In addition to more growth bringing added depth and height to each of the forests, Scott says there’s a full calendar of birthday events to look forward to in 2023.

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These start with the Kite Fest on Sunday, 12 February, described as the “perfect family day out”. There’ll be a selection of pop-up food options, kite-making workshops, kite demonstrations in the amphitheatre, live entertainment and much more.

The AMPLIFY Tributes at the Arboretum concert follows on 25 February – also held in the outdoor amphitheatre.

On 28 April, the Canberra International Music Festival is holding a solo recital in the Margaret Whitlam Pavilion followed by a ‘”musical walk'” among the gardens, culminating with a performance by Canberra’s own Australian Dance Party.

To top it off, there’s also a black-tie gala evening on Friday, 5 May, with invitations extended to the Prime Minister and Governor-General. Entertainment will be provided by Aria Award winner, 2023 Queensland Australian of the Year and Kalkadunga man William Barton, on the didgeridoo.

Visit the National Arboretum Canberra website for more information or to book tickets to events.

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Ross of Canberra7:43 pm 09 Feb 23

I do love the Arboretum and hope that survival though drought can be weathered by careful management. What’s the exclusivity around Amplifty with its General Admission $90?

HiddenDragon8:16 pm 06 Feb 23

The Arboretum might, as some here would have it, have been conceived as a living monument to Canberra progressivism, but with that same progressivism now expressing itself in the form of a rapidly growing land-hungry city with an increasingly indebted government, it might – when the next big fire event comes our way – turn out to have been an artful example of long-term land-banking.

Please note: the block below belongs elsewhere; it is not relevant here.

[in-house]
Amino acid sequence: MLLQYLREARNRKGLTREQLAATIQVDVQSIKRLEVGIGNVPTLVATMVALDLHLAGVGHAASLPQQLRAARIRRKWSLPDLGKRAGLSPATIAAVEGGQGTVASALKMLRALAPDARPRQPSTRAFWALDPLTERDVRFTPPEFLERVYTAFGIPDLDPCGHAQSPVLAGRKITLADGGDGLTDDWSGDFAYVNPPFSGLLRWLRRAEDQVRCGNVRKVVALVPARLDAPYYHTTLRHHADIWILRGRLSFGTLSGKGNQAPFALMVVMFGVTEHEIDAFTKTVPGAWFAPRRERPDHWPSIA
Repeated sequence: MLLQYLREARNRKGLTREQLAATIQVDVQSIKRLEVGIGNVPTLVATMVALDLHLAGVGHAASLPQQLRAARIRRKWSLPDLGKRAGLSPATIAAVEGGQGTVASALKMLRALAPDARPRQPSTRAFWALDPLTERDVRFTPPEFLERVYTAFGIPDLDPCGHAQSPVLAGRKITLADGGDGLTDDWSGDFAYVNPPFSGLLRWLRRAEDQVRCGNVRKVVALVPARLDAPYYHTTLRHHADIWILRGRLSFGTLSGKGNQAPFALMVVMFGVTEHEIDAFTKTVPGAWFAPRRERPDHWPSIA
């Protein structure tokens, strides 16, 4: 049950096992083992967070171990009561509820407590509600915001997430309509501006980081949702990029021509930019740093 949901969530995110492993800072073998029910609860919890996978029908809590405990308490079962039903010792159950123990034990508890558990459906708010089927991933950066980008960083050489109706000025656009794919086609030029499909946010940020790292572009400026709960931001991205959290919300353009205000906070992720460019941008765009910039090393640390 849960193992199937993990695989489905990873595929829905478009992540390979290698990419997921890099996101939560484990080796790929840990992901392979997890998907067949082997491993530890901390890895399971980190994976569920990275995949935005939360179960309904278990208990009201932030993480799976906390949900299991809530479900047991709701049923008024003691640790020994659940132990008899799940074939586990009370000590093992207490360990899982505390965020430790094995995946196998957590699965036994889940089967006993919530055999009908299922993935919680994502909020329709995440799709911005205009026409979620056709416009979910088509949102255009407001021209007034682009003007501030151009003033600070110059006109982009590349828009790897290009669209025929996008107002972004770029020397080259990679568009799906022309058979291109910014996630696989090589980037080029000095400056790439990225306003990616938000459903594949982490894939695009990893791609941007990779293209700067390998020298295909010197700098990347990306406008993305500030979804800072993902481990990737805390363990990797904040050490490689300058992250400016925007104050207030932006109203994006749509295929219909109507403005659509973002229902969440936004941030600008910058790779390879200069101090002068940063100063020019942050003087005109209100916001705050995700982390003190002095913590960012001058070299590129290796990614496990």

Time will tell.

Capital Retro8:39 am 06 Feb 23

I have been a critic of this political pet project since the first day. Can you tell me how much it has cost so far, Ashley?

How I love the National Arboretum. A vision that has evolved following the 2003 bushfires. All thanks to the foresight of Jon Stanhope. The Canberra Liberals, this backward looking party, opposed the National Arboretum every step of the way. I remember the frothing at the mouth we saw from Zed Seselja and Brendan Smyth as they railed against the Arboretum.
Remember this next time you drive past or take your family to enjoy the National Arboretum.

Good that you love it Jack but the criticism of it was well and truly justified.

The whole site is underwhelming and could have been used for far better community facilities and so could have the funding.

This was purely a vanity project from Jon Stanhope using taxpayers money for something he personally wanted.

Seems to be a continuing theme for the local ALP and Greens members, always very good at spending other people’s money.

Ha Ha you’re so funny chewy14. I’m still trying to get my head around 10 years of conservative government. So much scandal, rorting and illegally spending other peoples’ money. This includes the unlawful Robodebt scandal, deaths and a Royal Commission (with an additional $1.8bn in settlement costs to victims); jobs for the boys (AAT, prompting its disbandment); bushfire response (PM going overseas on holiday to Hawaii while Australia’s east coast burned in three states); Pandemic (the vaccine rollout favouring NSW at the expense of the states and territories); Sports Rorts affair; destruction of Aboriginal cultural sites; Brian Houston; ignoring allegations of sexual misconduct in Parliament House etc. etc.

Capital Retro4:04 pm 06 Feb 23

Gee, chewy. This is difficult to say but this is twice in one day that I have agreed with you.

Jack D,
But as you’ve outlined here, spending other people’s money isn’t rorting or corruption, it’s visionary thinking for the future.

As you’ve shown repeatedly, you have no problem with politicians making decisions outside of robust frameworks for their own personal reasons and benefit.

Oh, i forgot, only when your favourite political parties are the ones doing it and for projects you personally support. What could possibly go wrong with that type of thinking……